Monroe police say they also investigated two reported assaults on male workers at the complex last year, including one in which a guard broke his wrist after being tackled by an inmate in a unit for mentally ill offenders.
Frakes said the greatly outnumbered officers and prison staff also routinely endure such things as having feces thrown at them, being spit on and bumped into.
He said he would like the state Legislature to make such incidents crimes.
OLYMPIA, Wash. (AP) — A few days after a state corrections officer was killed in a state prison, prison guards lobbied for a change in law that would allow them to collect money from the inmates who assault them.
Supporters of the bill say it's not about the money, but about deterrence.
Attorney Brandon L Johnson says that taking money from the inmates will limit their access to everyday foods and other goods that they are allowed to purchase in prison. Inmates who work make little money, sometimes as low as $.65 an hour.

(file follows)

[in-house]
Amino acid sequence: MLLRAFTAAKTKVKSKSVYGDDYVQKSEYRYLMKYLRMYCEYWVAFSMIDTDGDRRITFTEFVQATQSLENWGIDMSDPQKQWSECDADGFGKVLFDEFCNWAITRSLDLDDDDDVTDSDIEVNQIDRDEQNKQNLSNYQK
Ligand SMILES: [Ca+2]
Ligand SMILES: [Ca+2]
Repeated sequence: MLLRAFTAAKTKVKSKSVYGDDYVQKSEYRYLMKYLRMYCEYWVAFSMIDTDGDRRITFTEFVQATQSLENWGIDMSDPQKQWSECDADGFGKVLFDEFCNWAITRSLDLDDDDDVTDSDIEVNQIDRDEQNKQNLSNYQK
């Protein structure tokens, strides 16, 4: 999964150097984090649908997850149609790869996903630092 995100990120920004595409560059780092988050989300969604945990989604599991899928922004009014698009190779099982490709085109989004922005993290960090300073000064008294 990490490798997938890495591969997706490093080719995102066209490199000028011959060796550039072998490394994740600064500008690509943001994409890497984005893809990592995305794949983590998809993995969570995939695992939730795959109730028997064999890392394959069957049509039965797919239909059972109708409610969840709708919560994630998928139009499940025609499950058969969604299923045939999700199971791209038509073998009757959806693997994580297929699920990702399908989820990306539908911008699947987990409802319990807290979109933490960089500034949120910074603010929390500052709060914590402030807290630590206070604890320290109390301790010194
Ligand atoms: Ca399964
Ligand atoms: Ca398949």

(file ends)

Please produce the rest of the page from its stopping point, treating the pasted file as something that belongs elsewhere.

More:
The bill sets inmate income deductions for prison guards of 20 percent for gross wages, 15 percent from any gratuities and 20 percent from all other deposits.
Officials say that 34-year-old prison guard Jayme Biendl was killed Saturday night at Monroe Correctional Complex's chapel by a convicted rapist.
The suspect in the murder of a prison guard had served as a chapel volunteer after a decade of good behavior.
Byron Scherf, a serial rapist with ties to Spokane , told officers he was trying to escape but had changed his mind when he was found in the chapel lobby after it was noticed he was missing.
Guard Jayme Biendl's body was found an hour later, fully clothed and with no evidence of sexual assault. The 34-year-old woman had a two-way radio with an alarm, but prison officials don't know whether she tried to call for help.
Two days after Biendl's death, Gov. Chris Gregoire called for an outside investigation focused on whether there is adequate staff at the medium-security reformatory unit of the Monroe Correctional Complex, about 30 miles northeast of Seattle.
“There's a lot of grief and sorrow, and I think there are probably pockets of anger as well,” said Dan Pacholke, the Department of Corrections' deputy director of prisons.
Union officials questioned why Biendl, a nine-year veteran of the department, was alone after complaining to prison supervisors about being the only guard working in the chapel without anyone checking on her.
Recent budget cuts have forced staffing reductions and union members have been worried about the impact on safety, said Teamsters 117 spokeswoman Tracey Thompson.